We recognize that while all four categories (Borrego & Henderson, 2014) are relevant to the program we analyze, we focus here on Category III. In the course of our investigation, we realized that this relatively rarely used strategy fits well with the strategy used at our institution. However, we also found that analyzing the institutional changes at our institution in terms of Category III and Kotter’s model requires a modified, more synchronic perspective of the change process, as we discuss below.
3 Leaders’ Visions for Change
To analyze retrospectively the change and decision-making philosophies of university leaders and gather their perspectives on future directions for effecting change in the teaching culture at the University, we conducted interviews with both Ohio State University President Michael V. Drake and Provost Bruce A. McPheron about their vision for the UITL and its signature Teaching Support Program (TSP), a three-part professional learning initiative launched in 2018. Figure 2 depicts the chronology of UITL and the TSP.
Intended to engage all faculty across all six campuses of the University in learning about and deploying evidence-based practices in their teaching, the TSP comprises a validated Teaching Practices Inventory (TPI) (Weiman & Gilbert, 2014) that promotes self-reflection (Part 1); a five-module online Teaching@OhioState course on evidence-based practices and purposeful immersion in those practices and the research supporting their implementation through reflecting upon selections from a curated reading list (Part 2); and an opportunity to engage in instructional redesign, implementation, and assessment (Part 3).
Part of an IRB-approved research project, the interviews were designed to gain insight into administrative perspectives on the implementation of UITL and leaders’ theories of change and their strategies, tactics, goals, and general views of the institute and its signature program. (See Appendices 1 and 2 for interview questions.)
The interviews demonstrate that, in action at an institutional level at Ohio State, Kotter’s (1996) model of change holds conceptually—as President Drake’s comments in his interview bear out. He remembers clearly encountering Kotter during a seminar he attended some 15 years earlier: “We had him for two days, and he … was totally invested in … the idea of having an authentic concept of what you want to have happen, and then having people around you … to support that and then relentlessly following up with that … [and] communicating, over-communicating … short-term wins and continuing that feedback.” He subscribes to Kotter’s model, noting the various stages and engagements as aligning with his strategic leadership approach. He also mentions, for example, that he identified an urgency, an exigence, for the initiative. (In fact, he identified two exigencies, a matter we address below.) He also speaks to identifying and engaging stakeholders and volunteers in the earliest stages. Faculty leaders (e.g., those individuals recognized as exceptional teachers, faculty from the College of Education and Human Ecology, representatives from all campuses, and a broad range of colleges and appointment types) met in a series of convenings to collectively envision the Institute, and he seeks “small wins.” “We took the Kotter model of eight people in the corporation and modeled it at a university and had 80 people” as part of the guiding coalition that led to the creation of the UITL in 2016.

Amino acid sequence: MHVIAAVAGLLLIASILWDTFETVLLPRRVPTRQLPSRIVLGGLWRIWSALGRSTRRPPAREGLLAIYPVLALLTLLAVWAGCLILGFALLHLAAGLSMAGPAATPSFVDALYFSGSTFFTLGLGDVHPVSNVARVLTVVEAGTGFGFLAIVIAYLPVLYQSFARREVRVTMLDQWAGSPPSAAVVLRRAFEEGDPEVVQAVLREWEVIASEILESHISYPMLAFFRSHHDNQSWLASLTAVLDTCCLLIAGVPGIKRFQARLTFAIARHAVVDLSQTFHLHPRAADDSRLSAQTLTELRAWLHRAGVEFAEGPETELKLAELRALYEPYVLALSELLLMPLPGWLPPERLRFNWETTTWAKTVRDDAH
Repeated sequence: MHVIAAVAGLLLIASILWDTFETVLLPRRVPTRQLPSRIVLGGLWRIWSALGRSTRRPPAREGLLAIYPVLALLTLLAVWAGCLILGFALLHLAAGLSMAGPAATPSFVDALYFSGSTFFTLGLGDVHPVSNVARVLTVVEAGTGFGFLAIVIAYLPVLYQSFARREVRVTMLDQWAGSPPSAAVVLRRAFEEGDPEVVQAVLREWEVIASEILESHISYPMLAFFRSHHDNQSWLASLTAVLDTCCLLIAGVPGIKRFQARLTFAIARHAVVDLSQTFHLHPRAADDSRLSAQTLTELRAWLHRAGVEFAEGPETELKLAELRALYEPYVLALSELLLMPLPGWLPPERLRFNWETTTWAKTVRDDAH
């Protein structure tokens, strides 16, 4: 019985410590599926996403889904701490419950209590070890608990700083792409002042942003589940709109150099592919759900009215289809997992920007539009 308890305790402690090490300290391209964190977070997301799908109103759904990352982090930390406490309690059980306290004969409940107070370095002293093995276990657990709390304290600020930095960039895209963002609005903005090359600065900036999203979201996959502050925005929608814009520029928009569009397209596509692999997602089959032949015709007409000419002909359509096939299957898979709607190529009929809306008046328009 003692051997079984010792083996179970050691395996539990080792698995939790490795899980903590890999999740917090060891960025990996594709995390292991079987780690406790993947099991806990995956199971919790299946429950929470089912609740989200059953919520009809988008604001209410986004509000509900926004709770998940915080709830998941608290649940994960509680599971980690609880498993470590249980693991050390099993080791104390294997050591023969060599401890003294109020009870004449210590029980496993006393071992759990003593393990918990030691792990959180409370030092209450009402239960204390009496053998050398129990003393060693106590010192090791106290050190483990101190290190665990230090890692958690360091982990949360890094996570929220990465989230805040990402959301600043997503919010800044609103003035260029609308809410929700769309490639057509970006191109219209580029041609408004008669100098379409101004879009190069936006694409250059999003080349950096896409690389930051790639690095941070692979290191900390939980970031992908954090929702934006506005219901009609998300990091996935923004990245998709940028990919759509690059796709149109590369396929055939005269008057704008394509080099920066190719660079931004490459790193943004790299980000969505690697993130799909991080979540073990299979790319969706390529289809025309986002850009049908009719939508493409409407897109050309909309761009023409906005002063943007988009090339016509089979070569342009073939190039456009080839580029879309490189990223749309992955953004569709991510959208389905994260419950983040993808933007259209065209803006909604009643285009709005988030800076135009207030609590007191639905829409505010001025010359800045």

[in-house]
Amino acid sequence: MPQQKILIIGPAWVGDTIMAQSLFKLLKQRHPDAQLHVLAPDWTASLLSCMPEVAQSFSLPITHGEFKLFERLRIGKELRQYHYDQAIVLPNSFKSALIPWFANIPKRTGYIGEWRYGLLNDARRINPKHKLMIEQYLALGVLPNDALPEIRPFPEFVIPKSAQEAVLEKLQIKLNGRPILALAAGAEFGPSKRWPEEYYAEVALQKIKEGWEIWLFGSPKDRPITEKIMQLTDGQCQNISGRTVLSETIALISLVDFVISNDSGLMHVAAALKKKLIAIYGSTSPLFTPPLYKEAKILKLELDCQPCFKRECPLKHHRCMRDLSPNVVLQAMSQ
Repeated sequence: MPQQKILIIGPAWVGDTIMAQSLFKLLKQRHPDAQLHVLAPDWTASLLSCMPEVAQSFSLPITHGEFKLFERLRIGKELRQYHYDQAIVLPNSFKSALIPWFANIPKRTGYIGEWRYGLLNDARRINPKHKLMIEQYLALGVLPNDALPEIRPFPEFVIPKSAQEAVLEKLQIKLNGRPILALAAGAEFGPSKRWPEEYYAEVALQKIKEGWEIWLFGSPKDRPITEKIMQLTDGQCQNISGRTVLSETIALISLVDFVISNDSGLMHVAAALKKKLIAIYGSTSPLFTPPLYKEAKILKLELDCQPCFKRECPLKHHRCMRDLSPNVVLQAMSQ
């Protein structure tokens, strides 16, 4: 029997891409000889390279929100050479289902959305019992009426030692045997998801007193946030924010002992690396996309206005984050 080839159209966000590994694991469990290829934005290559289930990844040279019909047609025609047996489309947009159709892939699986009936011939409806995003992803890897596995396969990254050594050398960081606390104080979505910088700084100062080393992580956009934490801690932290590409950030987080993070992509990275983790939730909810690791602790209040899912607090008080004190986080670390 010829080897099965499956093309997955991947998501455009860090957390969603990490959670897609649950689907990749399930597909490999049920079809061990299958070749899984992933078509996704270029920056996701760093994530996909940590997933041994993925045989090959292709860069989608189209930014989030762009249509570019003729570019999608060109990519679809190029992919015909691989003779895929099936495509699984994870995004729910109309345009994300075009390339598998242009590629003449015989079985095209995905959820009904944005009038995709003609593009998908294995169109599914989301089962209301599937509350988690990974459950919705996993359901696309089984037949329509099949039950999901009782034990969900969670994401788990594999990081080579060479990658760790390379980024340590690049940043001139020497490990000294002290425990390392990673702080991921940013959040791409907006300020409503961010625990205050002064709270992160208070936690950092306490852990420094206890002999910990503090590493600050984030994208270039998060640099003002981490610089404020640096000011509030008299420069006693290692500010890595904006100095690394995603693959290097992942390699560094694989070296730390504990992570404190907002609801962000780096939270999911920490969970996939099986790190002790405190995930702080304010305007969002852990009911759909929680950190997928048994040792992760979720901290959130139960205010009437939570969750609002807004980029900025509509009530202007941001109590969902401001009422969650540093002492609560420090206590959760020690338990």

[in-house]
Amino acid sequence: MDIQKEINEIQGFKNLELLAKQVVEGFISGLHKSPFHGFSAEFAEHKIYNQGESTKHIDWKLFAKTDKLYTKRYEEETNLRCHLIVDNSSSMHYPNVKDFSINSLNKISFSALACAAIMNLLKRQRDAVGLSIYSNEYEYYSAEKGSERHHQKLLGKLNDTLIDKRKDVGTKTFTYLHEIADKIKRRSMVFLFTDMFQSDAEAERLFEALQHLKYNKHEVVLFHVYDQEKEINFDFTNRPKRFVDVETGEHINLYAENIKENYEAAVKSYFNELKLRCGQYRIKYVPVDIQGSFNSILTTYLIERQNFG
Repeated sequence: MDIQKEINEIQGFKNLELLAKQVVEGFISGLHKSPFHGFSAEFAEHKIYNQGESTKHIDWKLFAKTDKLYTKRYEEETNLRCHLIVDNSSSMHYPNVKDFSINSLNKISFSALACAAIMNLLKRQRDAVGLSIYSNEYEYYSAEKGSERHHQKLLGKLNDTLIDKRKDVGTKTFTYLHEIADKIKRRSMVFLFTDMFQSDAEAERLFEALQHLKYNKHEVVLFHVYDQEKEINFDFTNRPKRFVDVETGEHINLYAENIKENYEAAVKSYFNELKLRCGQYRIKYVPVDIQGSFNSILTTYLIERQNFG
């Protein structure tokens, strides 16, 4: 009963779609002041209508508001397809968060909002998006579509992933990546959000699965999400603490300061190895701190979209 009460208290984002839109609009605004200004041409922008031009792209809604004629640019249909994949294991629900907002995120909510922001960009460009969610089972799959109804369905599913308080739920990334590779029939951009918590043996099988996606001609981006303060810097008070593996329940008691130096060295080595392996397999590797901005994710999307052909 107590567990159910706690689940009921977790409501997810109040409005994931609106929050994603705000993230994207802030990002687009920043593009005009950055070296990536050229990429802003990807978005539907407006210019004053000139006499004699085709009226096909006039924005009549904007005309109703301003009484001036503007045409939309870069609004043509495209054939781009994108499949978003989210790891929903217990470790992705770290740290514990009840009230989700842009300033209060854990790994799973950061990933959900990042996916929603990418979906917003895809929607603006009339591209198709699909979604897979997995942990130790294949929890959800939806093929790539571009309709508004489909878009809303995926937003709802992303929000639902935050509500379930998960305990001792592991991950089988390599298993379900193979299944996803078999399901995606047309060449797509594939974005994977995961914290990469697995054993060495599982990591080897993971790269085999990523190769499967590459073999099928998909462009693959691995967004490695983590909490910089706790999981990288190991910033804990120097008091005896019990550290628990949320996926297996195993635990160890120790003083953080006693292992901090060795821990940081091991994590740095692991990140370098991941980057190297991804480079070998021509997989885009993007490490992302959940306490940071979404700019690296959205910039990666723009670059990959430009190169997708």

In both interviews, the leaders demonstrate a commitment to “considering the ‘why’ and ‘what’ of change first” (Kezar, 2018, p. 1): positively impacting undergraduate student success by encouraging faculty reflection on and continued professional learning in support of their teaching. Although certainly situated within and recognizing the political context and external pressures to which university leaders must attend, both the president and provost attend to the motivations for change as situated within and driven by the mission of the University. Both take seriously and acknowledge their roles in “setting a direction” (Kotter, 2014, p. 60) and articulating a clear vision and reasons for change, a point the provost makes explicitly when he reflects on the staying power of the president’s vision, noting the “consistency with which we have anchored back to [the president’s investiture speech]…. That was maybe eight, nine, ten months into his tenure, and we find ourselves talking about the 2020 vision all the time.” In his interview, the provost also acknowledges the power of leaders to affect change when he notes that “just this notion of getting people talking about teaching and learning in yet another way—I think that that central drive from the president, from him motivating all of us around him … to really dig into that has been incredibly important. It has been essential, really, to getting where we are.”